Somatostatin analogues for acute bleeding oesophageal varices Stable (no update expected for reasons given in 'What's new')

Abstract

Abstract Background

Somatostatin and its derivatives are sometimes used for emergency treatment of bleeding oesophageal varices in patients with cirrhosis of the liver.

Objectives

To study whether somatostatin or its analogues improve survival or reduce the need for blood transfusions in patients with bleeding oesophageal varices.

Search methods

PubMed and The Cochrane Library were searched (1 November 2011). Reference lists of publications, contacts with authors.

Selection criteria

All randomised trials comparing somatostatin or analogues with placebo or no treatment in patients suspected of acute or recent bleeding from oesophageal varices.

Data collection and analysis

The outcome measures extracted were: mortality, blood transfusions, use of balloon tamponade, initial haemostasis and rebleeding. Intention‐to‐treat analyses including all randomised patients were conducted if possible; a random‐effects analysis was preferred if there was significant heterogeneity between the trials (P < 0.10). The trials were divided in two groups: trials with a low risk of bias, which had concealed allocation of patients and were double‐blind, and other trials.

Main results

We included 21 trials (2588 patients). The drugs did not reduce mortality significantly (relative risk 0.97, 95% confidence interval (CI) 0.75 to 1.25, for the trials with a low risk of bias, and 0.80, 95% CI 0.63 to 1.01, for the other trials). Units of blood transfused were 0.7 (0.2 to 1.1) less with drugs in the trials with a low risk of bias and 1.5 (0.9 to 2.0) less in the other trials. Number of patients failing initial haemostasis was reduced, relative risk 0.68 (0.54 to 0.87). Number of patients with rebleeding was not significantly reduced for the trials with a low risk of bias, relative risk 0.84 (0.52 to 1.37) while it was substantially reduced in the other trials, relative risk 0.36 (0.19 to 0.68). Use of balloon tamponade was rarely reported.

Authors' conclusions

The need for blood transfusions corresponded to one half unit of blood saved per patient. It is doubtful whether this effect is worthwhile. The findings do not suggest a need for further placebo‐controlled trials of the type reviewed here. A large placebo controlled trial enrolling thousands of patients is needed if one wishes to rule out the possibility that a worthwhile effect on mortality might have been overlooked.

Author(s)

Peter C Gøtzsche, Asbjørn Hróbjartsson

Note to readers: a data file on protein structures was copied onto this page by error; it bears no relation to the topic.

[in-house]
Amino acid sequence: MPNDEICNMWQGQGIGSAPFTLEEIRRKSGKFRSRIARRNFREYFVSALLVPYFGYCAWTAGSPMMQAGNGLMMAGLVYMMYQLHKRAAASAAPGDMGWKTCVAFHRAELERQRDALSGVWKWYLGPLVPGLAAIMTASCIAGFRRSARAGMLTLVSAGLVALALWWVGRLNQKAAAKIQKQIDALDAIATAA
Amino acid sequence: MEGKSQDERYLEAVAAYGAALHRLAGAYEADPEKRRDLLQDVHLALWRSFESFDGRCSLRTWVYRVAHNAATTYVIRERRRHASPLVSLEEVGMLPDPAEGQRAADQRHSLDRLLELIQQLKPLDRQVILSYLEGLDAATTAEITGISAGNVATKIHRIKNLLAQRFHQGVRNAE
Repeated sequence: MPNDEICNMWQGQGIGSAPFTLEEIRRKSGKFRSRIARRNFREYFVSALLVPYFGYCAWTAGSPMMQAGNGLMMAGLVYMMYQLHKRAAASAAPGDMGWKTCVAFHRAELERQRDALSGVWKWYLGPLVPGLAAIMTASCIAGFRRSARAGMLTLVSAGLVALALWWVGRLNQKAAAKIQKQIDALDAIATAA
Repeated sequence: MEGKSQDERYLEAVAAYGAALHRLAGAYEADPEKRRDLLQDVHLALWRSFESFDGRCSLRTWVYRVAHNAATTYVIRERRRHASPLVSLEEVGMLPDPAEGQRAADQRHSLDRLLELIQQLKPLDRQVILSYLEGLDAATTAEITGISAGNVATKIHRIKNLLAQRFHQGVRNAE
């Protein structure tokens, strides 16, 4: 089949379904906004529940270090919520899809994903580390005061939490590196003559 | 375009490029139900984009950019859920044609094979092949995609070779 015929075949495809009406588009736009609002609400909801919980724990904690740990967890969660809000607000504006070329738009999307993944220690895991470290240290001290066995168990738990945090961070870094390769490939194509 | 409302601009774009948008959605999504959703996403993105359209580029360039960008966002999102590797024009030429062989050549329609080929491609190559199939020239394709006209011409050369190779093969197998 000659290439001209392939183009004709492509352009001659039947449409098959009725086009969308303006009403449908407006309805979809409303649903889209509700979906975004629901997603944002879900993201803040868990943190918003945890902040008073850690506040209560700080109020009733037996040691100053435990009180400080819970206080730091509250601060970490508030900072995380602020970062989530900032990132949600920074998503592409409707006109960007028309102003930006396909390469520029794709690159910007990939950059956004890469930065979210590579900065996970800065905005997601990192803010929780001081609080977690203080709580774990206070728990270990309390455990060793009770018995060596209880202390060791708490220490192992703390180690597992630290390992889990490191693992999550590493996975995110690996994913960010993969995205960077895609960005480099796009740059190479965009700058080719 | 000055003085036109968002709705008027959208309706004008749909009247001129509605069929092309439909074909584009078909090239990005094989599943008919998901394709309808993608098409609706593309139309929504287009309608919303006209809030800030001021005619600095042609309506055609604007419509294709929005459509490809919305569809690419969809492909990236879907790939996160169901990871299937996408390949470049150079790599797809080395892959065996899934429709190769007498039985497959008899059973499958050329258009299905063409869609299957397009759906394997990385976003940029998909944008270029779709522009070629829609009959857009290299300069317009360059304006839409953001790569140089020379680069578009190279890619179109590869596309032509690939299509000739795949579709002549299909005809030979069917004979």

Abstract

Plain language summary

Somatostatin analogues for acute bleeding oesophageal varices

Cirrhosis of the liver is a chronic, progressing disease that is most commonly caused by excessive use of alcohol or by hepatitis C infection. The liver tissue is replaced by connective tissue, which leads to loss of liver function. People with cirrhosis of the liver may develop varicose veins (enlarged blood vessels or varices) in the gullet. Bleeding varices can be life‐threatening. The hormone somatostatin, or similar drugs like octreotide and vapreotide, can be used to try to stop the bleeding. The review of 21 trials (2588 patients) found that the tested drugs did not reduce deaths. There was a small reduction in the need for blood transfusions, corresponding to one half unit of blood saved per patient. It is doubtful whether this effect is worthwhile.

Author(s)

Peter C Gøtzsche, Asbjørn Hróbjartsson

Reviewer's Conclusions

Authors' conclusions

Implications for practice

The effect of somatostatin analogues corresponded to one half unit of blood saved per patient. It is doubtful whether this effect is worthwhile.

Implications for research

Our findings do not suggest a need for further placebo‐controlled trials of the type reviewed here. A huge placebo controlled trial is needed if one wishes to rule out the possibility that a worthwhile effect on mortality may have been overlooked. Since the point estimate for relative risk was 0.97 for the trials with low risk of bias and the control group death rate was 19%, it would require 25,000 patients in each group to be 20% certain not to overlook such a difference in mortality. If one uses the most optimistic mortality estimate compatible with our data which is the lower limit of the confidence interval, it would require 1,000 patients per group not to overlook such a 25% reduction in mortality. It should be noted, however, that such a large effect on mortality is highly unlikely, given the data we have presented in this review. It is therefore difficult to justify further placebo‐controlled trials.

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